Canada's so-called Cannabis 2.0 was the major news item in marijuana stocks last week. Coming one year after the legalization of recreational marijuana use in the big country, Cannabis 2.0 sanctions the sale of derivatives like cannabis-laced edibles and beverages. Although there is a catch or two with Cannabis 2.0, it's a momentous event in the unfolding history of legal weed.

Nothing matched it for potential impact on the cannabis industry during the week, although Aphria's (NYSE:APHA) first-quarter results release caused some ripples in the market.

Gloved hand holding marijuana leaf in front of Canadian flag

Image source: Getty Images.

Eating into the profits?

At the risk of stating the painfully obvious, Cannabis 2.0 is opening new product categories to cannabis companies. Many people want the effects of cannabis, but don't want to endure the harsh smoke usually involved in torching it the traditional way. Edibles, drinks, vapes, and other derivatives form an elegant solution to that problem.

There's a solid customer base for this. According to an estimate from Deloitte, the total potential of this market in Canada could reach 2.7 billion Canadian dollars ($2.1 billion). With that kind of number in its eyes, the market bid up the prices of marijuana stocks involved in derivative segments last week. Canopy Growth (NYSE:CGC) grew by 6% over the five-day span, and HEXO (NYSE:HEXO) rose by over 8%.

Those two companies are leading candidates for success if these products take off. The reason is simple -- both have already secured attractive partnerships for cannabis comestibles.

In Canopy Growth's case, its major shareholder is beer and spirits giant Constellation Brands, with which it is to develop cannabis-infused drinks. HEXO, meanwhile, has formed a joint venture for the same with Molson Coors.

So we can expect an immediate consumer rush toward cannabis chocolates and funky drinks made by HEXO and Canopy Growth, yes?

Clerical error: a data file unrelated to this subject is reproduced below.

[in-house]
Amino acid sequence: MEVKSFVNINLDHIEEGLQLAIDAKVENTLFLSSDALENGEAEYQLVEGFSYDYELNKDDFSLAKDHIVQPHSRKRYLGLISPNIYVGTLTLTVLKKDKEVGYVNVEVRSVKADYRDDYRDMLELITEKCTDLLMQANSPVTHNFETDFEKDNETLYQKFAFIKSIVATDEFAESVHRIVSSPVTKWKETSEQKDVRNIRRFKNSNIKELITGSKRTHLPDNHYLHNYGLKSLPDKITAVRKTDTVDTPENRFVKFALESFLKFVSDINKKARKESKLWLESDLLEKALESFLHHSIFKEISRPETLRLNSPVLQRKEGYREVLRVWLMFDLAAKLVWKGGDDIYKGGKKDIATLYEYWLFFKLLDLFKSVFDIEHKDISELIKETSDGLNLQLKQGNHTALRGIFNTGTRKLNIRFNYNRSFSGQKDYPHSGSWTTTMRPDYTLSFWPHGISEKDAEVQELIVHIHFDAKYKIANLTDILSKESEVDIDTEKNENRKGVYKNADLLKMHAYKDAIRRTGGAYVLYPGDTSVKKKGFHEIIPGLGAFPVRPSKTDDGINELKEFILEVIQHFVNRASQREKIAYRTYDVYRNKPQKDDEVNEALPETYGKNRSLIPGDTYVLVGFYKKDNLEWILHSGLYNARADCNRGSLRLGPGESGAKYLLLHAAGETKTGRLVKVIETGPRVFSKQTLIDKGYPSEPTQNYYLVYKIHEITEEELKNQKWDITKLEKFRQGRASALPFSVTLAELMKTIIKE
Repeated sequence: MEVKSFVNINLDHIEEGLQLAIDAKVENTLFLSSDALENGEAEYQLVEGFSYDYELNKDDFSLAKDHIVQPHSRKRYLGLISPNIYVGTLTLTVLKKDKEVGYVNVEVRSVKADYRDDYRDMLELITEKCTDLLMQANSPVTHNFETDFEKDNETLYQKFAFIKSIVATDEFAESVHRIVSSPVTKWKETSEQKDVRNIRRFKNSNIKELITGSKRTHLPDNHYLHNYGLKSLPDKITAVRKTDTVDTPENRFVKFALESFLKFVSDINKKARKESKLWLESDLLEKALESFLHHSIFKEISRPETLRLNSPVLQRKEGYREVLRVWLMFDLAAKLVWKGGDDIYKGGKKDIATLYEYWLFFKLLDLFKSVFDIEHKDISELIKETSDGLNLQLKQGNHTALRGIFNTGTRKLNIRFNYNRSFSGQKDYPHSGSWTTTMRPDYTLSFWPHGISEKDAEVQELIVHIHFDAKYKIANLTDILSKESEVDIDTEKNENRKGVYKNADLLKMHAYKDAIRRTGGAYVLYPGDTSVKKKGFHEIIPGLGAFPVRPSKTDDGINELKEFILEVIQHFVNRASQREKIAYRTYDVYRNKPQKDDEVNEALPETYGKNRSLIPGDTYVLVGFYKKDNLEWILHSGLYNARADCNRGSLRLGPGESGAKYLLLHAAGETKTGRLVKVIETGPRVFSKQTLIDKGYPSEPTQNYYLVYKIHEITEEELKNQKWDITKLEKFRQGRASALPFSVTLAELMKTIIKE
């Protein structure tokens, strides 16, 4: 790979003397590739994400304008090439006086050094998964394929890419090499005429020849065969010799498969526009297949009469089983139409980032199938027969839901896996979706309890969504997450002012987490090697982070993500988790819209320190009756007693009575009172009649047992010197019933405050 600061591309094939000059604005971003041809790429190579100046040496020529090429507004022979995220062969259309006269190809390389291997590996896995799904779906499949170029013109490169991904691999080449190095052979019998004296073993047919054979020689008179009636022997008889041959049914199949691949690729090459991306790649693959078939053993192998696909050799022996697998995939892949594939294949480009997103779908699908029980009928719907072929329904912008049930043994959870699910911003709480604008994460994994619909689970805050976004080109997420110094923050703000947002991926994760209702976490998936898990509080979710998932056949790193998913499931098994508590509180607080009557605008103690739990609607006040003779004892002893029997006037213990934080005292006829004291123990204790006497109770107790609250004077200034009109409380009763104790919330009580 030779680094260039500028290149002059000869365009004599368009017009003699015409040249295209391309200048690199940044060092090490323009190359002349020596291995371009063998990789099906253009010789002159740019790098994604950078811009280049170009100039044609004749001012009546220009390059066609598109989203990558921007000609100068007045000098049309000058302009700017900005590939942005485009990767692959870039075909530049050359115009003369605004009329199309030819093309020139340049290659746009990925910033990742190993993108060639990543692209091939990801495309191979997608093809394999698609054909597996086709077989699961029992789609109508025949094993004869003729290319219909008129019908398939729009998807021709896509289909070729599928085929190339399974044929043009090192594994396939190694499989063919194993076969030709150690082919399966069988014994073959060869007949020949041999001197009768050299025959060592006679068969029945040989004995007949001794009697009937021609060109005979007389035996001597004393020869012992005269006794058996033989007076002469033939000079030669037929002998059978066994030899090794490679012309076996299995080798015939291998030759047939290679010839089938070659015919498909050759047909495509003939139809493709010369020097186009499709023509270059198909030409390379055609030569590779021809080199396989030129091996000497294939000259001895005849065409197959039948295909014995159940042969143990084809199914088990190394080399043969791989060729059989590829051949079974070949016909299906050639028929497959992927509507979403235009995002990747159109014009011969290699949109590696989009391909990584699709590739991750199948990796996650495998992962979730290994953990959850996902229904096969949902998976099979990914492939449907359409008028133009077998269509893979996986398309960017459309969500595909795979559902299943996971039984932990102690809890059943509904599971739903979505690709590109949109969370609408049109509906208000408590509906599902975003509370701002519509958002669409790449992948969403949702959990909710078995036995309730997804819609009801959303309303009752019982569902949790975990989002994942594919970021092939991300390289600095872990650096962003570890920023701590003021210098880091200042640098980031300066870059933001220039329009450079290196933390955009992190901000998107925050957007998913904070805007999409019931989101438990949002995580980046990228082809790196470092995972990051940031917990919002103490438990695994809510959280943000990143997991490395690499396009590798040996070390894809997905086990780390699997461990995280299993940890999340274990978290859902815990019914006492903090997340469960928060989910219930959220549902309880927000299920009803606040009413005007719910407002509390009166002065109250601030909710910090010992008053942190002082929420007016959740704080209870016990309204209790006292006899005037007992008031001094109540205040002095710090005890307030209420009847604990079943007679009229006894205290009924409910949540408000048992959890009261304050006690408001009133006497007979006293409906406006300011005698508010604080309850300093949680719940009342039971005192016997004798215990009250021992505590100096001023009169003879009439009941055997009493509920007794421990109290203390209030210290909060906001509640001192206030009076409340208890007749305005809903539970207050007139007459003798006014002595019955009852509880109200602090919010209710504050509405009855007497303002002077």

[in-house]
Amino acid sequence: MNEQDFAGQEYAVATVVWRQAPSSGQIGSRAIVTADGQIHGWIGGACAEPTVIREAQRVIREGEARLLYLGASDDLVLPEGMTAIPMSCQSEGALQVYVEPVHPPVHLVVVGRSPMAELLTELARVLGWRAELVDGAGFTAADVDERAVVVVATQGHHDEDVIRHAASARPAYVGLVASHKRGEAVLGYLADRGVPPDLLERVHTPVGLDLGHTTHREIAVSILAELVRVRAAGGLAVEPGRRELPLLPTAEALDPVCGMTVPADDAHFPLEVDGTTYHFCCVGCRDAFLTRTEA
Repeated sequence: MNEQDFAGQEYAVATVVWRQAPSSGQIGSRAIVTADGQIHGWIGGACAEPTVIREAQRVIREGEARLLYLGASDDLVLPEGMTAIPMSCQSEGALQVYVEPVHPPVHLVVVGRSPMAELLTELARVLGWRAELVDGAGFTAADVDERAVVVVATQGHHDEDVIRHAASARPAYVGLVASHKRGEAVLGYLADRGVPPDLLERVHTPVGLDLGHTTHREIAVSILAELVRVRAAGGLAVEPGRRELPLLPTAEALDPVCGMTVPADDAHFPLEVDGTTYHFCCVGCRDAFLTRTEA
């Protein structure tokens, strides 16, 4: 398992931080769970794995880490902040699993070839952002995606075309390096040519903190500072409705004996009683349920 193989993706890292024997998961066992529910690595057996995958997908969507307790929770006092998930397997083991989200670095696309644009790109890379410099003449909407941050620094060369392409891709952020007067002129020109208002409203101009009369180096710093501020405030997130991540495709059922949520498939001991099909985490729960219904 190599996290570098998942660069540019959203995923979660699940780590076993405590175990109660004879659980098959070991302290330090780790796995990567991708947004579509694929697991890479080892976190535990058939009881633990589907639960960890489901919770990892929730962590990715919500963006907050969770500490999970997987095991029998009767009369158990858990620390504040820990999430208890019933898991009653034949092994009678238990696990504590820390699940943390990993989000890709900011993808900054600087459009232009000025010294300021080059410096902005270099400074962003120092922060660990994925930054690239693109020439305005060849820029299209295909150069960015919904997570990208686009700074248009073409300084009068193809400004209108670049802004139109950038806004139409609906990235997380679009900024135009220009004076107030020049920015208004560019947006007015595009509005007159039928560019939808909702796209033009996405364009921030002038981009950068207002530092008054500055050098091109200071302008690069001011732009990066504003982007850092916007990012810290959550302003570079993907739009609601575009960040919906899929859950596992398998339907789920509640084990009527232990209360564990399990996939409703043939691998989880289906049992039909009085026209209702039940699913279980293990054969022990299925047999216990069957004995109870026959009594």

Well, no. The big catch is that derivatives makers are required to effectively register with government regulator Health Canada 60 days in advance of selling such wares. That means the earliest they'll go on sale is mid-December, and the revenue won't find its way into quarterly results until next year at best.

Still, it's always encouraging for investors when a new market segment or several open up. No wonder they were relatively optimistic about marijuana stocks last week -- a rare occurrence over these past few trying months for the industry.

Aphria -- into the black again

Aphria (NYSE:APHA) stock popped last Tuesday after its Q1 results were unveiled. And why shouldn't it have? The company was profitable for the second quarter in a row, booking a bottom-line surplus of CA$16.4 million ($12.5 million), or CA$0.07 ($0.05) per share. This was a nice surprise, considering that analysts who track the stock were collectively looking for a CA$0.02 ($0.02) per-share loss.

As has been typical with Canadian marijuana companies, net revenue in the wake of recreational weed legalization ballooned -- in Aprhia's case it increased more than tenfold over the year-ago figure to hit just over CA$126 million ($96 million), which alas didn't meet the CA$131 million ($100 million) anticipated by prognosticators. 

Regardless, investors like the fact that the company again managed to land in the black, even though there's a caveat or two with the latest net profit number. This is an investor pool that's hungry for profitability, which is hard to come by given the aggressive expansion efforts of most big cannabis companies, not to mention other factors such as supply issues and, let's be honest, subpar management.

It's great that Aphria now has two quarters of net profit behind it. The company's certainly worthy of consideration for investors, but there is one issue hanging over it that I'd be leery of.

This is Aleafia Health's termination earlier this month of a supply deal in which Aphria was engaged to provide up to 175,000 kilos of product over the span of five years. Aleafia said that Aphria didn't live up to its end of the deal, citing its "failure to meet its supply obligations." If accurate, this is troubling, as distribution is an important aspect of Aphria's business, and a basic service it needs to get right.